Grey-Bruce losing slaughterhouses

As published in The Kincardine News (Aug. 23, 2011).

Grey-Bruce losing slaughterhouses at alarming rate | Kincardine News

Bruce County Museum and Cultural Centre
Bruce County Museum and Cultural Centre
By Jennifer Schleich

Abattoirs, or slaughterhouses, in Grey and Bruce counties are disappearing at an alarming rate, according to Freeman Boyd of Foodlink Grey and Bruce who visited Huron-Kinloss council on Monday evening (Aug. 15) to update the township about it’s continuing local food efforts in the region.

“We’ve lost 50% of Grey and Bruce abattoirs in the past 16 months. Without local abattoirs we can’t have local food,” said Boyd.

According to Boyd there are only 10 abattoirs left in Grey and Bruce. Three of those 10 are old facilities with old operators, which will likely close when those operators retire. At least two more are having difficulties.

“There hasn’t been any significant investment in local abattoirs in many years, within the next several years Grey and Bruce could only have five left,” he added.

Part of the problem stems from the fact that local livestock farmers aren’t using local abattoirs and local consumers aren’t purchasing local foods.

“I’ve been to farmer meetings and I’ve asked, ‘How many of you send your livestock to local abattoirs?’ and only a small number of hands go up,” he said.

According to Boyd, studies have determined that Grey and Bruce counties spend approximately $7.5 million per week on food. That’s everything from purchasing food at the grocery store, to restaurants, to entertainment.

“Of the $7.5 million spent per week, only 5% of that is spent on local food or goes to local food companies. That’s $1 for every $50,” said Boyd.

Furthermore, with the help of Bruce Community Futures Development Corporation, Foodlink is performing a survey of small town grocers, and has found many are in financial trouble.

“What does it mean for a family when the grocery store in their town closes and they have to drive 15 to 20 miles to the nearest store?” he asked.

Boyd views the situation as one with big chances for improvement. Foodlink would like to get the percentage of money spent in Grey and Bruce on local foods up to 30% from 5%.

“That is a lot of money. Even 30% spent on local food would have a huge economic impact on our region. I don’t know what it would look like realistically if we achieved that, but it would be good,” he said.

Foodlink has had two major studies done which both said there wasn’t a hope of attracting a food processing company to the region, because Grey and Bruce are too far off the 401 corridor.

The issue is complicated by stringent Ontario regulations governing abattoirs.

“There are all sorts of regulations written in doublespeak and departments, such as Public Health, only know about the regulations they are responsible for and nothing about other aspects,” said Boyd.

He added that the group, in conjunction with the Malcolm Women’s Institute, has been in dialogue with government officials to help make regulations more user friendly for new abattoirs.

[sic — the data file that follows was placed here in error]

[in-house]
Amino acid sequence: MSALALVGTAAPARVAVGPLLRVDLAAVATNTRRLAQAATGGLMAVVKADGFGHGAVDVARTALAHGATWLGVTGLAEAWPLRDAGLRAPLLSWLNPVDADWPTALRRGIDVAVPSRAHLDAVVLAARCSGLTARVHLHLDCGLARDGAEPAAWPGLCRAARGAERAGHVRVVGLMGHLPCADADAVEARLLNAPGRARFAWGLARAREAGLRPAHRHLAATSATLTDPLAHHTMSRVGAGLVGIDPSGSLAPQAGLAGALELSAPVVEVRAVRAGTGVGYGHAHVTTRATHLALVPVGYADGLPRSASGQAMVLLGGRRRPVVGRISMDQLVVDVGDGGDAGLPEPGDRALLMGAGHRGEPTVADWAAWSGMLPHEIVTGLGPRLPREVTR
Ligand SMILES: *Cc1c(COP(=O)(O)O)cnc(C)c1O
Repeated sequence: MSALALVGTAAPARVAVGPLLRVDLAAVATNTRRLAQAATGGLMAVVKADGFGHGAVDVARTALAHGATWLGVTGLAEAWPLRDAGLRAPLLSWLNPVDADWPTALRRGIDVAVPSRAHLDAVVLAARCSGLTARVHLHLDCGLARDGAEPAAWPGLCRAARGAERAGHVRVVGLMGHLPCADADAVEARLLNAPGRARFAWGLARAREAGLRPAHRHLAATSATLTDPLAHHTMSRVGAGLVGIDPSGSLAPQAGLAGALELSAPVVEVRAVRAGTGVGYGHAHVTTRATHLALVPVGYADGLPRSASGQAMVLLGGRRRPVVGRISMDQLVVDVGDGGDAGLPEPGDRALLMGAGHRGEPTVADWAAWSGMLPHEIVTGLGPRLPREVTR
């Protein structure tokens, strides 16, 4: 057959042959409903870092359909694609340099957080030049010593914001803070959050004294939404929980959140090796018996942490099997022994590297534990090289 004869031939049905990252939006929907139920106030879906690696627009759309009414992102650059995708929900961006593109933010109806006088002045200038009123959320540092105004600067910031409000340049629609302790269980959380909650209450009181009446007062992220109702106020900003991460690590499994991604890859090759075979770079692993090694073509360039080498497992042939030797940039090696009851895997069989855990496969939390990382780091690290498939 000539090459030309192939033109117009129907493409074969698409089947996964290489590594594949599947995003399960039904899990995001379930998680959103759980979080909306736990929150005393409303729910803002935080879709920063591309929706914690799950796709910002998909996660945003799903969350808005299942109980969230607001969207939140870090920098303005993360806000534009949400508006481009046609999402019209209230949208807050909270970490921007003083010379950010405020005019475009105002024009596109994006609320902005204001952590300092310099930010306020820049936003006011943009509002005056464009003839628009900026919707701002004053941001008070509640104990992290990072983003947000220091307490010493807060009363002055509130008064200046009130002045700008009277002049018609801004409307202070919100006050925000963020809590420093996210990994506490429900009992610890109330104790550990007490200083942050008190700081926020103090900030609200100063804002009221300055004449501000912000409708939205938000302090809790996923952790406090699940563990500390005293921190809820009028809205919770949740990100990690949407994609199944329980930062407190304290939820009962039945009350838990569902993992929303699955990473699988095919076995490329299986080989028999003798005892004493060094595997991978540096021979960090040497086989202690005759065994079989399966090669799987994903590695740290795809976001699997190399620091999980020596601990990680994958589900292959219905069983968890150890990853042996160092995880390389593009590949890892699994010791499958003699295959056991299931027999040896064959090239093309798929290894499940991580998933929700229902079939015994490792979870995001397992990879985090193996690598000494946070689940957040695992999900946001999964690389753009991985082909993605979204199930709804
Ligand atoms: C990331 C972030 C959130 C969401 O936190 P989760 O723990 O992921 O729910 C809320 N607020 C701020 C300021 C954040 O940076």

The Foodlink program, which began in July 2007, receives funding from Bruce County, Grey County and the Ontario Ministry of Agriculture, Food and Rural Affairs (OMAFRA).

This year Bruce and Grey upped their contributions to $60,000 each, from $40,000, which is matched by the Ontario Market Investment Fund (OMIF).

OMIF is a four-year provincial initiative to promote consumer awareness of Ontarioproduced foods and encourages Ontarians to eat locally.

“Last year the counties agreed to fund our wage stream separate from the project stream, $20,000 into wages and $40,000 into the project,” said Boyd . The change in funding allows the group to get straight to work each year instead of waiting for their OMIF funding to be approved in the early summer.

However, Boyd acknowledged that after this year there is no guarantee for government funding.

“Our OMAFRA funding will be on hold after this year, however I think the government will con-t inue to provide the funding following the election” added Boyd.

Foodlink has made significant progress towards establishing local foods in the region with the funding it receives.

There are now 351 local food businesses listed with their service, which includes everything from production to restaurants. Their website also has increased traffic, just last month it received over 3,500 hits compared to 1,000 from a year before.

“We’ve also worked to form a farmer’s market network over the past two years. When we started there were three farmers markets in Grey and Bruce, this year there are 12,” he said.

Foodlink is also collaborating with Georgian College to offer a certificate in agriculture.

“We are in the process of developing a six course certificate targeted at people with farming backgrounds,” said Boyd. The first course was offered this past January, with another this summer and plans for a third in the fall.

In the future, Foodlink would like to work with companies in the area which host cafeterias, for instance Bruce Power.

“We want to be able to take a company through what they currently have with their cafeterias and show them would they could do with local foods,” he added.

For more information on the Foodlink Grey and Bruce project or for information on where to purchase local foods visit:

http://www.foodlinkgreybruce.com

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